This is an extremely important document because there may very well be more significant changes on the horizon for the Early Childhood Intervention (ECI) program. Reading through the document, DARS tells us that in fiscal year (FY) 2013, ECI served approximately 25,000 children per month. In their LAR, they are projecting to serve a little over 22,800 by FY2017. This represents an almost 9 percent decrease. During this time, the average monthly number of hours of service per child per month is projected to increase from 2.61 hours/month to 2.93.

In their LAR, DARS is projecting that ECI will essentially maintain its budget in FY 2016, but will see a reduction of more than 15% during FY2017. In other words, in their baseline budget request DARS is telling us that they are projecting a decrease in funding and are projecting that they will need to serve fewer Texans between the ages of birth and three years old.

As a result of this, DARS is making two special requests for funding in their LAR on behalf of the ECI program. The first is a request of over $25,000,000 over the biennium just to maintain the projected FY2015 case levels. From page 189 of the LAR: “Federal IDEA Part C funding available to fund the ECI system in Texas has remained flat in recent history. However, ECI program costs associated with federal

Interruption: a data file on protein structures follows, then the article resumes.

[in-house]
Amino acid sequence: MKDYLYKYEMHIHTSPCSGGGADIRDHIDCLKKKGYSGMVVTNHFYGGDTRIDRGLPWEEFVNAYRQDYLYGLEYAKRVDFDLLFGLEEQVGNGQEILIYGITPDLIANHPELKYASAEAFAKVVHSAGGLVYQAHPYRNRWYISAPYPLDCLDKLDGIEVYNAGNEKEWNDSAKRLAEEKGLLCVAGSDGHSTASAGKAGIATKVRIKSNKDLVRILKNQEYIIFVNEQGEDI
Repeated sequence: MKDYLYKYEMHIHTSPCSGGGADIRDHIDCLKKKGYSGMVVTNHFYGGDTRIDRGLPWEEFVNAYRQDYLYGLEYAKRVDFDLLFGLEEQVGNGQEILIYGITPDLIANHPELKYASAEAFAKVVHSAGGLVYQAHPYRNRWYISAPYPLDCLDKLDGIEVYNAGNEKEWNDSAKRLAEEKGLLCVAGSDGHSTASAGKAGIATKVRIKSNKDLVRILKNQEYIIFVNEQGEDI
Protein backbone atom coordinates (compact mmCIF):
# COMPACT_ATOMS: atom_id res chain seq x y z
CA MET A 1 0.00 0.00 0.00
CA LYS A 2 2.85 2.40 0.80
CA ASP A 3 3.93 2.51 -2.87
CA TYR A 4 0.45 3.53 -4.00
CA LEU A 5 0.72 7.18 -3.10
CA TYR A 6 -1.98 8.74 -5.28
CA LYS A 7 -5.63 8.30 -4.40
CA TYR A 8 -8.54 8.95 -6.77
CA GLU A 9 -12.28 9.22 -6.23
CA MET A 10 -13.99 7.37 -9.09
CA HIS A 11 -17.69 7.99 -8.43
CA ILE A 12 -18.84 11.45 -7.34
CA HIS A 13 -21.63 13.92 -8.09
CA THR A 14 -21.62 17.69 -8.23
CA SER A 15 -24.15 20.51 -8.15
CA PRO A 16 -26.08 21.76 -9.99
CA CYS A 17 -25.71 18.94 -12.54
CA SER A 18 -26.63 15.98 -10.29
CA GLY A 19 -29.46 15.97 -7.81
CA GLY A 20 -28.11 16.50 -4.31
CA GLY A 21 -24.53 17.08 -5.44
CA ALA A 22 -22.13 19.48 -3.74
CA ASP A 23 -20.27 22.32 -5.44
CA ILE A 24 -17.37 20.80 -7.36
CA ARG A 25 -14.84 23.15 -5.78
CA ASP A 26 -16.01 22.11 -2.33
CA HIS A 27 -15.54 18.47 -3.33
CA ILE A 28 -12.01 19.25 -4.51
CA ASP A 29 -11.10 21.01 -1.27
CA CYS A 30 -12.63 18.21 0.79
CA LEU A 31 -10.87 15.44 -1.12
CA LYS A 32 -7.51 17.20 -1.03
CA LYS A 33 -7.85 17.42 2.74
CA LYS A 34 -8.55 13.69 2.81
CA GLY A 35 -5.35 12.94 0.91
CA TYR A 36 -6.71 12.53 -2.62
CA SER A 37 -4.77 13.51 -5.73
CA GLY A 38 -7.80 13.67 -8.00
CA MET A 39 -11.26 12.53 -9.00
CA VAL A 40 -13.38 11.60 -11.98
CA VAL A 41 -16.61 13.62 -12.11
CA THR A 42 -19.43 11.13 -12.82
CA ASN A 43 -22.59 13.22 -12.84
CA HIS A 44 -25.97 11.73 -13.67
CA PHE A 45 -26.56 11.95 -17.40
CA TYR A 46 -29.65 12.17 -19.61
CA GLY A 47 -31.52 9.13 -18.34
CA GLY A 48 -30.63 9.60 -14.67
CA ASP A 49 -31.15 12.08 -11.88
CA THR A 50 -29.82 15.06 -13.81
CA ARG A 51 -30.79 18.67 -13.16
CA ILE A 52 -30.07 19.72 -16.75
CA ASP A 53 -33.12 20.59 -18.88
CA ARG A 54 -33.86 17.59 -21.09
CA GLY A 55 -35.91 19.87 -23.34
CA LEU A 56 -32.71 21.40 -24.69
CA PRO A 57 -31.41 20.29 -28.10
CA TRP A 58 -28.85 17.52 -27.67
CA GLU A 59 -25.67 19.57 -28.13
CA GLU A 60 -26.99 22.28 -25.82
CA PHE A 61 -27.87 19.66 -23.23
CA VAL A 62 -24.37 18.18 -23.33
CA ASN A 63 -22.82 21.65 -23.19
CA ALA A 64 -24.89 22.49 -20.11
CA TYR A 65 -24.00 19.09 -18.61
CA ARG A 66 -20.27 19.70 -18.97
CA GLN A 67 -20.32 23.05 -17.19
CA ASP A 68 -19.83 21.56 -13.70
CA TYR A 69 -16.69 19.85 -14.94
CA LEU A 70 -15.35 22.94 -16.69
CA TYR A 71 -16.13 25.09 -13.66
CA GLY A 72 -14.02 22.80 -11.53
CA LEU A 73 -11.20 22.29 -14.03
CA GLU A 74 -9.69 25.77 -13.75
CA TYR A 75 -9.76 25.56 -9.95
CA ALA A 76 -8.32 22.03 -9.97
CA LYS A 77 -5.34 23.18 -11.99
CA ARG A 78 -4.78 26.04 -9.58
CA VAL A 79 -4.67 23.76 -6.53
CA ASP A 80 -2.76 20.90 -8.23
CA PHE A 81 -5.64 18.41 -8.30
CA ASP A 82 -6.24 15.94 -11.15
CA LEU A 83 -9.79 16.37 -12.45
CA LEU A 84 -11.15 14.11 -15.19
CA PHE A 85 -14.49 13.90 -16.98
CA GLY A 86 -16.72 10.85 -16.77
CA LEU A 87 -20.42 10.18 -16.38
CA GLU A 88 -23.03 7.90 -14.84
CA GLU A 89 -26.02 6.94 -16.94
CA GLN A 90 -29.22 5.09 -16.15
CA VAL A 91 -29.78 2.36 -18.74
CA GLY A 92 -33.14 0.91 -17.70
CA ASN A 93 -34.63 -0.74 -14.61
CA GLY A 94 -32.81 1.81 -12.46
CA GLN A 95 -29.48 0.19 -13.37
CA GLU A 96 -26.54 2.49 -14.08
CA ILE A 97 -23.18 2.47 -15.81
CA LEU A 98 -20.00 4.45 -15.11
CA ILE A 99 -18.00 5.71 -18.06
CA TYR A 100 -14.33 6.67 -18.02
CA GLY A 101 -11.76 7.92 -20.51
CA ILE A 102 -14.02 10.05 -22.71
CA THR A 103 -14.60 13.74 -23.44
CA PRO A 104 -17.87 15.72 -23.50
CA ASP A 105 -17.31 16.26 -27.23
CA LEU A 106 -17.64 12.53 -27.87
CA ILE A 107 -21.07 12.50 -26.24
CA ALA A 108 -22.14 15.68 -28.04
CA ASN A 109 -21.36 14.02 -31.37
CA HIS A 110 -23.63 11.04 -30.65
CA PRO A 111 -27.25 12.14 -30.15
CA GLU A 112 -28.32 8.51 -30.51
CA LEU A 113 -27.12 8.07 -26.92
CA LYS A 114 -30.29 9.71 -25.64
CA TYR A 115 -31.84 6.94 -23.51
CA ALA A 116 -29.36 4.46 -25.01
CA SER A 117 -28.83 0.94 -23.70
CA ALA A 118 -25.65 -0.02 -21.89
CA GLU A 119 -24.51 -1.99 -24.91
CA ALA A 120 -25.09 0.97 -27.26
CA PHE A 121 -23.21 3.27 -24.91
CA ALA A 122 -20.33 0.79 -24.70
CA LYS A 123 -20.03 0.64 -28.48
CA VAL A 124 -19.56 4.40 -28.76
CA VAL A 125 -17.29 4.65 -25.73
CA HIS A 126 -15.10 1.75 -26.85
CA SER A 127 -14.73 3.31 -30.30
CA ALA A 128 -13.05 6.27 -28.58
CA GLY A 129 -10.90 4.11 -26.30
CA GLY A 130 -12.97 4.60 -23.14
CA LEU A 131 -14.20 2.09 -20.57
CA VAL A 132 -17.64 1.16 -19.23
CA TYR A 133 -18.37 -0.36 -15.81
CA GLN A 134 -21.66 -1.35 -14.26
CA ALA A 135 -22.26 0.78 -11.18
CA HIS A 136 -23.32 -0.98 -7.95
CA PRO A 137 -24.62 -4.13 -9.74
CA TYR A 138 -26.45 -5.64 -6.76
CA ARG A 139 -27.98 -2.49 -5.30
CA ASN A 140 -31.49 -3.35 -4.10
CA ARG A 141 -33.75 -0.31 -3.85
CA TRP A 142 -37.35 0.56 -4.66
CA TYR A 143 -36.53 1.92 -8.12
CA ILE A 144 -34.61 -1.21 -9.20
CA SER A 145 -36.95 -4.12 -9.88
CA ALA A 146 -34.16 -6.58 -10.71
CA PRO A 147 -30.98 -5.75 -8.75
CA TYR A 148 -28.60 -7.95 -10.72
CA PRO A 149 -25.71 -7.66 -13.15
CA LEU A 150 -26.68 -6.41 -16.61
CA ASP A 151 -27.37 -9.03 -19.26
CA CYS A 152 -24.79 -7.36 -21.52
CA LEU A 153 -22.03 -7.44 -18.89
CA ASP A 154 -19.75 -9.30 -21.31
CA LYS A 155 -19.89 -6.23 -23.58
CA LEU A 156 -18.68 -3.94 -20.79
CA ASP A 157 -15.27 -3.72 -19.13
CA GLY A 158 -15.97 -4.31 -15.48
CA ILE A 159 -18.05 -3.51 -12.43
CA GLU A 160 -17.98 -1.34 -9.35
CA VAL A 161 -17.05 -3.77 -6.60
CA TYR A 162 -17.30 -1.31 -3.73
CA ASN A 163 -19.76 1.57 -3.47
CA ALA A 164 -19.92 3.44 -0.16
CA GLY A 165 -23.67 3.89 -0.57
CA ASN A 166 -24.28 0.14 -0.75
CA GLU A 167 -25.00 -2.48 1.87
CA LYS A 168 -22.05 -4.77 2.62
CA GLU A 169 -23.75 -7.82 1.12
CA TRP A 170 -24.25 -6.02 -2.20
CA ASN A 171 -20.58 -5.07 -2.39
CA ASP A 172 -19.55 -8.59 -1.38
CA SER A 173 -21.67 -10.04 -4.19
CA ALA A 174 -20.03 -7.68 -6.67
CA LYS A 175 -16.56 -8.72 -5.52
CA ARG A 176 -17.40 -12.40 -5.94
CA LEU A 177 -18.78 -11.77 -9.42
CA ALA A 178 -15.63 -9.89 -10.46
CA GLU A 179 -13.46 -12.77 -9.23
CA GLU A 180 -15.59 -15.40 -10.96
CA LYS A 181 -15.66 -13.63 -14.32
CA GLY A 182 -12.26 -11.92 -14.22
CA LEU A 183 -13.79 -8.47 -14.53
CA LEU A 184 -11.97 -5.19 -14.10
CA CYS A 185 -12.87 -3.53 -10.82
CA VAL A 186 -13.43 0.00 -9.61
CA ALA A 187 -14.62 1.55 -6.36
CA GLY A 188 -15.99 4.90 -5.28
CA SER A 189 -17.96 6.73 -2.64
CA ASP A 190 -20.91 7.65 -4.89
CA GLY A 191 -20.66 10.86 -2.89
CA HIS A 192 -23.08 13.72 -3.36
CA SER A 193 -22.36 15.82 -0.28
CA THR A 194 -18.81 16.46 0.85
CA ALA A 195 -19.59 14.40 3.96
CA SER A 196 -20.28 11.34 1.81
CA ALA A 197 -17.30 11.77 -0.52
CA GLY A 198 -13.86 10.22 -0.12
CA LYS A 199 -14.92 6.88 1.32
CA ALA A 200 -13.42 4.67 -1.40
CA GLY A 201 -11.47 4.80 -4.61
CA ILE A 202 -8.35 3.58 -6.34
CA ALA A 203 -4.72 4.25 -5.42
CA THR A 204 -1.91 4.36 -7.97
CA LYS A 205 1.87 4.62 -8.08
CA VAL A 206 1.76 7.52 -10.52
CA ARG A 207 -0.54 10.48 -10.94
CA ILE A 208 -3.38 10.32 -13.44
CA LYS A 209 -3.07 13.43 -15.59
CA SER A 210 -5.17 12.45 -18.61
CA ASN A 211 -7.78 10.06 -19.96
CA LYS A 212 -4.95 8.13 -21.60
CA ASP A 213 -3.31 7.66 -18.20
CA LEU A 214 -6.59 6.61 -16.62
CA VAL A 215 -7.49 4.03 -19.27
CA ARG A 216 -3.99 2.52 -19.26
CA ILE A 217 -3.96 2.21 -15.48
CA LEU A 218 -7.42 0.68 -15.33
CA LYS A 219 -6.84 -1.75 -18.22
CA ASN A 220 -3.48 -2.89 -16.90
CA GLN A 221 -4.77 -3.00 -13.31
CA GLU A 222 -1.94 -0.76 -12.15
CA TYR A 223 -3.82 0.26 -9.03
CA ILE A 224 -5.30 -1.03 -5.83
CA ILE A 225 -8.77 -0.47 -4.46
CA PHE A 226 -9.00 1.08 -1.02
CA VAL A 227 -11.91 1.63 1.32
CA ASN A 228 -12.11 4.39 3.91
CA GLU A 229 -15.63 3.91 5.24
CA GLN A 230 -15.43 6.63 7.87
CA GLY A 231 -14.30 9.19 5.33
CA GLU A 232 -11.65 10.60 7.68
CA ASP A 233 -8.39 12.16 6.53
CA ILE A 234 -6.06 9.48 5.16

requirements and not reimbursed by Medicaid has resulted in the agency using more federal IDEA Part C funding for allowable program expenses than projected. As DARS uses more IDEA Part C funding in fiscal years 2014-2016 to support ECI program costs, the result is less IDEA Part C funding available to maintain base funding levels and serve eligible children in fiscal year 2017. Funding for this exceptional item is to maintain the number of children served in fiscal year 2016 in fiscal year 2017 in the ECI